Tunisian Ennahda Party, Part Of The Global Muslim Brotherhood?


In an article posted on Al-Ahram Online, Egyptian writer Amany Maged presents his view of the relationship between the Ennahda party of Tunisia and its leader Rachid Ghannouchi to the Global Muslim Brotherhood:

Al-Nahda Party’s articles of association do not declare a link to the Muslim Brotherhood, but nor has it denied the connection. Some sources maintain that it was ideologically and organisationally inspired by the Muslim Brotherhood, whereas others say that while Ghannouchi considers the Muslim Brotherhood an ally, he does not see it as having any authority, be it hierarchical or moral, over his own movement. Yet the fact remains that Ghannouchi, Al-Nahda’s founder, is a member of the International Guidance Bureau of the Muslim Brotherhood.Al-Nahda shares a number of traits with the Muslim Brotherhood. Both, says Islamist expert Ali Abdel-Aal, have a strong organisational capacity and access to substantial funds.

We believe that this analysis fits perfectly within the conception of the Global Muslim Brotherhood as developed by the GMBDW. As it says in the GMBDW faq:

Leaders in self-identified Muslim Brotherhood organizations have themselves said publicly that the Muslim Brotherhood exists, by its own admission, in more than 70 countries around the world and shares the “same ideology, principles and objective” from country to country. However, as we discussed in a post on the subject, most Brotherhood organizations outside of Egypt do not acknowledge their affiliations (Hamas, in Article Two of its Charter, is an example of an exception, acknowledging the group’s organic link to the Brotherhood), thus requiring researchers to make this identification themselves. We use the term “Global Muslim Brotherhood” as a shorthand to refer to this global network, which in fact is a closed group of people who work together on closely connected organizations, with interlocking directorships, around the world. A close examination of our work validates this practical approach.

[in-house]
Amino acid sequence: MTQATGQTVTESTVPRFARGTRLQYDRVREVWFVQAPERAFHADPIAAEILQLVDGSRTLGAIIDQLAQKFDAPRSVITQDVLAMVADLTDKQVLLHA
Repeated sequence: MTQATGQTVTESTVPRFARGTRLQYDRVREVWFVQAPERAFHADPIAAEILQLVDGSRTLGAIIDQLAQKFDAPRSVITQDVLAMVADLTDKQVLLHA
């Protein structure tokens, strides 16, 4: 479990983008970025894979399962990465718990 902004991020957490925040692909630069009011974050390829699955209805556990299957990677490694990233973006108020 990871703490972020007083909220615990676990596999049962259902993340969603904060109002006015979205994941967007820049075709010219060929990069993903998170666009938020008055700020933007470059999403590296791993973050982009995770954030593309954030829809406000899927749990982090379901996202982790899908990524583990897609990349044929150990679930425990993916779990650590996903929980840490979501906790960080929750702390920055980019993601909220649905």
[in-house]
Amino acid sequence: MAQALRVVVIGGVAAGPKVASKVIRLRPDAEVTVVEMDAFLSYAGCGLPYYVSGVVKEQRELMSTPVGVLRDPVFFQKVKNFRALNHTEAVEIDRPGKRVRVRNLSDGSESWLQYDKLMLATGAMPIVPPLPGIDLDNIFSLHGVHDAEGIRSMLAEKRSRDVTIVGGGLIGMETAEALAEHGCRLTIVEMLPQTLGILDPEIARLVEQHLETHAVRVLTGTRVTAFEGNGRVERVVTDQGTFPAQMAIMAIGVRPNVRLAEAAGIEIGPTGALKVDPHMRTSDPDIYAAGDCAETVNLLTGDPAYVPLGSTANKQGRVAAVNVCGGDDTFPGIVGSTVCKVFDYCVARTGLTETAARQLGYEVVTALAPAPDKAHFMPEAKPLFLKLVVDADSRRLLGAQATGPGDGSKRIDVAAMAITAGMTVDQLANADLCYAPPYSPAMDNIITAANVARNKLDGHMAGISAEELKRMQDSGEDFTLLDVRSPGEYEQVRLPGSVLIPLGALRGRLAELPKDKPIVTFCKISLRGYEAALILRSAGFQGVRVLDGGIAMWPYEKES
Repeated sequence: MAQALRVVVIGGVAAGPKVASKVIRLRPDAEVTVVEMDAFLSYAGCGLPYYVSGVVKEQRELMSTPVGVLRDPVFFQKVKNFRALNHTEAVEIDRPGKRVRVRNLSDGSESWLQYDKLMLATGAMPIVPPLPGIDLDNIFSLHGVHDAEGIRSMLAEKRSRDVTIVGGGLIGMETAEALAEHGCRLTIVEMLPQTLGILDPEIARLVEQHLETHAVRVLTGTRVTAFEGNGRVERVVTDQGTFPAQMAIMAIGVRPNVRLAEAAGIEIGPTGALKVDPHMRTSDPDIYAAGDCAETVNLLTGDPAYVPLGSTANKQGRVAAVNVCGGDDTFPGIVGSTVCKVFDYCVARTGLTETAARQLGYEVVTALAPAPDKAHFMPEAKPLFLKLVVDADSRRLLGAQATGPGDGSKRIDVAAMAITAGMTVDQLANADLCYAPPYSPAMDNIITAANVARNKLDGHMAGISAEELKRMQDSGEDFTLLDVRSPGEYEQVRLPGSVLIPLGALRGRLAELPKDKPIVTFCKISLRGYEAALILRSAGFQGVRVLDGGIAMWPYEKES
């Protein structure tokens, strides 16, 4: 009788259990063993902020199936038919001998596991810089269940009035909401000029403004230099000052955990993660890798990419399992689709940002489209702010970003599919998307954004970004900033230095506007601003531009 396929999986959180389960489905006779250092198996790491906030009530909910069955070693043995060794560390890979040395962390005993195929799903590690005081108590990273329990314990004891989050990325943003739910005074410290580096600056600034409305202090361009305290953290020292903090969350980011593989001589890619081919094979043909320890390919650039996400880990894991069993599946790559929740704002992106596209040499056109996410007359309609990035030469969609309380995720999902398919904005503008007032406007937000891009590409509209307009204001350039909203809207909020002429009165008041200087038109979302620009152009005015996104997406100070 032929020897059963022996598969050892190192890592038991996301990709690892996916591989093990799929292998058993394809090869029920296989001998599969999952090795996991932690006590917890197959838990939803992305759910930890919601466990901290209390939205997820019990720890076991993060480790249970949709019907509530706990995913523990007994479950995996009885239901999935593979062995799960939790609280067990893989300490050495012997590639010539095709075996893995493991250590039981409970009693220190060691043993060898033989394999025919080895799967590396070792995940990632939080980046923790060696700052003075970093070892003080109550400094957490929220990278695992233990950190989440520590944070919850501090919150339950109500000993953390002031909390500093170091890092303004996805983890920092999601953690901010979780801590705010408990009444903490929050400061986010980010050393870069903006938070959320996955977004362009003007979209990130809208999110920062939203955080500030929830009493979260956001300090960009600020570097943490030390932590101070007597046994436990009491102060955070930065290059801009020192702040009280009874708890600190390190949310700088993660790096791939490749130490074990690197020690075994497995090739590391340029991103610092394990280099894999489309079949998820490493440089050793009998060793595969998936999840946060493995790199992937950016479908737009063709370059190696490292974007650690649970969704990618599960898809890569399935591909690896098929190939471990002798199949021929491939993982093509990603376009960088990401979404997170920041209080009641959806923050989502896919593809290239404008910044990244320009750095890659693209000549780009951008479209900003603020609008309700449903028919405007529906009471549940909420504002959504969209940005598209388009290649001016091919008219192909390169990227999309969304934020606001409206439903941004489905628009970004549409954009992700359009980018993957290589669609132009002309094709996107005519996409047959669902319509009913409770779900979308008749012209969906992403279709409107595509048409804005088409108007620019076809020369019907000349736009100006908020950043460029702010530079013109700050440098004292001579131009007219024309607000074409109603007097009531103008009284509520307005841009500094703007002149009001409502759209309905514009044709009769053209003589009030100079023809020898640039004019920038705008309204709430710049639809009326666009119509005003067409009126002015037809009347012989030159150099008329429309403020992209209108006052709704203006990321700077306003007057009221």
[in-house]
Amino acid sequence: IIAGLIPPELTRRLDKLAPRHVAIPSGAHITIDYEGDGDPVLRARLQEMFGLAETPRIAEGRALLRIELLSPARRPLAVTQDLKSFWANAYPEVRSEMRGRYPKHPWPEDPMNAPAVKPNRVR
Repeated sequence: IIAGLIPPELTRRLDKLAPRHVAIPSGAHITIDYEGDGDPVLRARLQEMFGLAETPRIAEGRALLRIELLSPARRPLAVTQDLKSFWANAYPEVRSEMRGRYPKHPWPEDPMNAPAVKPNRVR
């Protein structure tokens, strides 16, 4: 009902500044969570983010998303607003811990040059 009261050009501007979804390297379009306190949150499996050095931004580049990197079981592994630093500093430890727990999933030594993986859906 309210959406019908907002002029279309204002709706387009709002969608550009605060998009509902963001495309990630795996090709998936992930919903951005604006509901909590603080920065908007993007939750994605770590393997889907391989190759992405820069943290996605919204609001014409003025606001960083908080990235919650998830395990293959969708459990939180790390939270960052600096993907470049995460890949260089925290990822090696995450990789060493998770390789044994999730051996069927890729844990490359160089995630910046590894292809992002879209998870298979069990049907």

We have also frequently written the following about the Egyptian Muslim Brotherhood:

It should be noted that the Muslim Brotherhood today has become a global network and that the Egyptian mother branch is not necessarily the most important part of the movement. Sheikh Youssef Qaradawi, close to Saudi Arabia and the Gulf states, is often referred to by the GMBDW as the most important leader of the global Muslim Brotherhood, an acknowledgement of his role as the de facto spiritual leader of the movement. In 2004, Qaradawi turned down the offer to lead the Egyptian Brotherhood after the death of the Supreme Guide.

For more background on Mr. Ghannouchi go here.

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